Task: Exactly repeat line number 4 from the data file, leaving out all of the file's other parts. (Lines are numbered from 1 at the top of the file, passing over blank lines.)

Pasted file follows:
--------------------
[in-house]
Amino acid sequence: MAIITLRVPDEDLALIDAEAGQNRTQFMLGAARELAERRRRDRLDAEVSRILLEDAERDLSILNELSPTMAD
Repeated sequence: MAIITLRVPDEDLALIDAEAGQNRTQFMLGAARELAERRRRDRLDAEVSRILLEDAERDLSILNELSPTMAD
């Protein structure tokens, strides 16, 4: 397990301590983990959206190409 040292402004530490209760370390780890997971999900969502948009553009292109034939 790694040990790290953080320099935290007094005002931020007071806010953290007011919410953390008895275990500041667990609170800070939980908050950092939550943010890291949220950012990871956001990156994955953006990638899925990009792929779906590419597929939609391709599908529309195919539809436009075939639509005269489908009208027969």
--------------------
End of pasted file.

């Protein structure tokens, strides 16, 4: 397990301590983990959206190409 040292402004530490209760370390780890997971999900969502948009553009292109034939 790694040990790290953080320099935290007094005002931020007071806010953290007011919410953390008895275990500041667990609170800070939980908050950092939550943010890291949220950012990871956001990156994955953006990638899925990009792929779906590419597929939609391709599908529309195919539809436009075939639509005269489908009208027969």